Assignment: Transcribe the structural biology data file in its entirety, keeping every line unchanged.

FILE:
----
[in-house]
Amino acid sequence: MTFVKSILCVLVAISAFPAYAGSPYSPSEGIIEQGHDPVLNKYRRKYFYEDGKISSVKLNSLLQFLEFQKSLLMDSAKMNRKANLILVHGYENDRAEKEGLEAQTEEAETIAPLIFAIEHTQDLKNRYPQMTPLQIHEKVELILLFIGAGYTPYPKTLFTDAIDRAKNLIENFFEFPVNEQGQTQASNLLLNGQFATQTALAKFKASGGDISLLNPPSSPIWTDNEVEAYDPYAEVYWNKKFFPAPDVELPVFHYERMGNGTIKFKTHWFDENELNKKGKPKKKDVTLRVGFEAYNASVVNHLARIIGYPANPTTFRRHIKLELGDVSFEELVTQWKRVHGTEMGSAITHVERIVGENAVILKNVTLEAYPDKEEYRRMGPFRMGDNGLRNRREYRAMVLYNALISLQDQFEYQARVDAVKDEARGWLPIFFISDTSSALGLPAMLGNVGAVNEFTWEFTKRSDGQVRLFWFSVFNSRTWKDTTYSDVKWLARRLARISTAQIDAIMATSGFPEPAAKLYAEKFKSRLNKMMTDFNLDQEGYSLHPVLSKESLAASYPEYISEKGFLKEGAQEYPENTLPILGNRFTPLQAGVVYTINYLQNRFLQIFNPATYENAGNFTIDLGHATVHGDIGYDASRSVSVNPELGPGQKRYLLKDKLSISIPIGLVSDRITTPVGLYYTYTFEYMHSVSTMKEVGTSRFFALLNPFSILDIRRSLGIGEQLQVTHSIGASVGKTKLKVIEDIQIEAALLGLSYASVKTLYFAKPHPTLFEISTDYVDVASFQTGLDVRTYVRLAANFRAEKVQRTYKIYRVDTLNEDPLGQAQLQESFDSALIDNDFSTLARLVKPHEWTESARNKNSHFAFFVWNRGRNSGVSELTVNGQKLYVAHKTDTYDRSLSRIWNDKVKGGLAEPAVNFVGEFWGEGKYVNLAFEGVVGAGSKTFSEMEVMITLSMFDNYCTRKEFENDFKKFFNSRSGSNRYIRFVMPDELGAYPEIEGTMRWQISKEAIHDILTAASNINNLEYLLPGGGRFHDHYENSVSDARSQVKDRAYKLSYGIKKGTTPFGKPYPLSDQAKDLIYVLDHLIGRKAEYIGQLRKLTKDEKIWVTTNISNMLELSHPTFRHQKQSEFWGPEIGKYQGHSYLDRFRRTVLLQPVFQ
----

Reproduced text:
[in-house]
Amino acid sequence: MTFVKSILCVLVAISAFPAYAGSPYSPSEGIIEQGHDPVLNKYRRKYFYEDGKISSVKLNSLLQFLEFQKSLLMDSAKMNRKANLILVHGYENDRAEKEGLEAQTEEAETIAPLIFAIEHTQDLKNRYPQMTPLQIHEKVELILLFIGAGYTPYPKTLFTDAIDRAKNLIENFFEFPVNEQGQTQASNLLLNGQFATQTALAKFKASGGDISLLNPPSSPIWTDNEVEAYDPYAEVYWNKKFFPAPDVELPVFHYERMGNGTIKFKTHWFDENELNKKGKPKKKDVTLRVGFEAYNASVVNHLARIIGYPANPTTFRRHIKLELGDVSFEELVTQWKRVHGTEMGSAITHVERIVGENAVILKNVTLEAYPDKEEYRRMGPFRMGDNGLRNRREYRAMVLYNALISLQDQFEYQARVDAVKDEARGWLPIFFISDTSSALGLPAMLGNVGAVNEFTWEFTKRSDGQVRLFWFSVFNSRTWKDTTYSDVKWLARRLARISTAQIDAIMATSGFPEPAAKLYAEKFKSRLNKMMTDFNLDQEGYSLHPVLSKESLAASYPEYISEKGFLKEGAQEYPENTLPILGNRFTPLQAGVVYTINYLQNRFLQIFNPATYENAGNFTIDLGHATVHGDIGYDASRSVSVNPELGPGQKRYLLKDKLSISIPIGLVSDRITTPVGLYYTYTFEYMHSVSTMKEVGTSRFFALLNPFSILDIRRSLGIGEQLQVTHSIGASVGKTKLKVIEDIQIEAALLGLSYASVKTLYFAKPHPTLFEISTDYVDVASFQTGLDVRTYVRLAANFRAEKVQRTYKIYRVDTLNEDPLGQAQLQESFDSALIDNDFSTLARLVKPHEWTESARNKNSHFAFFVWNRGRNSGVSELTVNGQKLYVAHKTDTYDRSLSRIWNDKVKGGLAEPAVNFVGEFWGEGKYVNLAFEGVVGAGSKTFSEMEVMITLSMFDNYCTRKEFENDFKKFFNSRSGSNRYIRFVMPDELGAYPEIEGTMRWQISKEAIHDILTAASNINNLEYLLPGGGRFHDHYENSVSDARSQVKDRAYKLSYGIKKGTTPFGKPYPLSDQAKDLIYVLDHLIGRKAEYIGQLRKLTKDEKIWVTTNISNMLELSHPTFRHQKQSEFWGPEIGKYQGHSYLDRFRRTVLLQPVFQ